Sunday, March 24, 2013

Things to consider in paranormal novels

I attended several excellent panels on YA literature yesterday as part of the NYC Teen Author Festival. The panel of paranormal authors* didn't have time for audience questions, but below are some questions I would have liked to ask, along with some of my own thoughts on them:

--If you write the kind of paranormal book where an afterlife is revealed to living characters, then how does their knowledge of the afterlife change the characters' views of life and death? Do they lose all fear of death, and if not, why not? If they no longer fear death, then what is there for them to fear; what are the stakes? And how does the knowledge of this afterlife change the way they live?

It seems to me that so much of how we decide to live depends on the two things we can say for sure about death: that it is inevitable, and that the exact nature of "afterward" is unknown. We have beliefs about what comes next, but we don't know for sure. If we did know--if we could see with our own eyes exactly what happens--it would certainly affect how we handle this life.

Neal Shusterman handled this well in his Skinjackers trilogy. While some of an afterlife was revealed, there was much that the characters did not know about other parts of the afterlife--much that they never knew. And in one of the books, Shusterman introduced the idea of a fate worse than death, which gave the characters something new to fear.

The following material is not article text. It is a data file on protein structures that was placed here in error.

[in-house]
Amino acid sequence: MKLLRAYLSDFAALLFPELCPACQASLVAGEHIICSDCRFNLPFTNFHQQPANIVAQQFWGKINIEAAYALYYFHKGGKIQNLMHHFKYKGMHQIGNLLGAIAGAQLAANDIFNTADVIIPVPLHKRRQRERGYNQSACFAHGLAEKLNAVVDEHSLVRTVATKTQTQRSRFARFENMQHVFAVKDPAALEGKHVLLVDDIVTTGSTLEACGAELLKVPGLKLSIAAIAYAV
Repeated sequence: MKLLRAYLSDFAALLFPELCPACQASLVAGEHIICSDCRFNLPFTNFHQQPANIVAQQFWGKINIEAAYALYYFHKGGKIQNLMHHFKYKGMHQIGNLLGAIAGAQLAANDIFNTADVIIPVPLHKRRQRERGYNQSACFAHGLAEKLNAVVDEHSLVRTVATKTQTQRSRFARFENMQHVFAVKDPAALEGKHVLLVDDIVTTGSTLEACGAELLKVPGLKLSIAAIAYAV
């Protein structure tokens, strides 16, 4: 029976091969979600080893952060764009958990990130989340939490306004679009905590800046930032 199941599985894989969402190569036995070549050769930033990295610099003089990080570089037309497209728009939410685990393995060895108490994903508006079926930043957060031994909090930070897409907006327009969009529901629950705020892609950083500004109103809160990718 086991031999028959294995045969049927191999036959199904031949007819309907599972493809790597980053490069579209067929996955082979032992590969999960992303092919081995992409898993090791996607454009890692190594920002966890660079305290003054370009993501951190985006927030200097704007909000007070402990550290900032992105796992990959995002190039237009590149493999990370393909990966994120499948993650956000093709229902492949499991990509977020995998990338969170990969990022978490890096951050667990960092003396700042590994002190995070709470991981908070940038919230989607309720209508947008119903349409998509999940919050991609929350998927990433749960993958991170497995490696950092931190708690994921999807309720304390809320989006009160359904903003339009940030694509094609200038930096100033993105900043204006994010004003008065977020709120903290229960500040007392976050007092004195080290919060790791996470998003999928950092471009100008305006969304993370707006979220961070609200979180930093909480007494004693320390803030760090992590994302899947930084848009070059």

--If you write the kind of paranormal book where characters have special powers, what limits do you place on those powers? Since books are usually about a main character wanting something and not being certain s/he will get it, how do you get around the fact that a too-powerful character can control people and situations and just get what s/he wants through magic?

Some possible limits include:
uncertainty: for example, a spell might not work all the time, or might work in unintended ways;
range: for example, the character can only affect certain kinds of people or events, or can only work within time or distance limits, or does not have sufficient power to enact the outcome s/he wants;
opposing forces: as the main character exerts magic in one direction, others exert it in the opposite direction;
vulnerability: powers could have gaps or points of vulnerability, such as Superman's kryptonite or Achilles's heel;
cost: the price of using the magic might be high (as in, for example, Holly Black's Curse Workers series, where the use of a memory curse also affects the memory of the curse worker).

If we change the rules of our world, then those rule changes have ripple effects. If we remove our normal human limitations, then there must be other (plausible) limitations, or else the story becomes boring because there is no risk and no uncertainty. It would be unrealistic to have characters treating their magical worlds the same way we treat our own nonmagical world. (For example, if you could fly, why would you ever sit in traffic again?)

*By which I mean authors of novels about paranormal phenomena. The authors themselves do not claim to have paranormal powers. As far as I know.


  1. This was really helpful, Jenn. Thanks for sharing this.

  2. Now, you see I always thought it was the authors who had those powers. :-) I don't write paranormal, but I like to read good paranormal books, so I appreciated the behind the scenes info.

    1. Maybe they do have these powers, and they're all part of a secret society! ;-D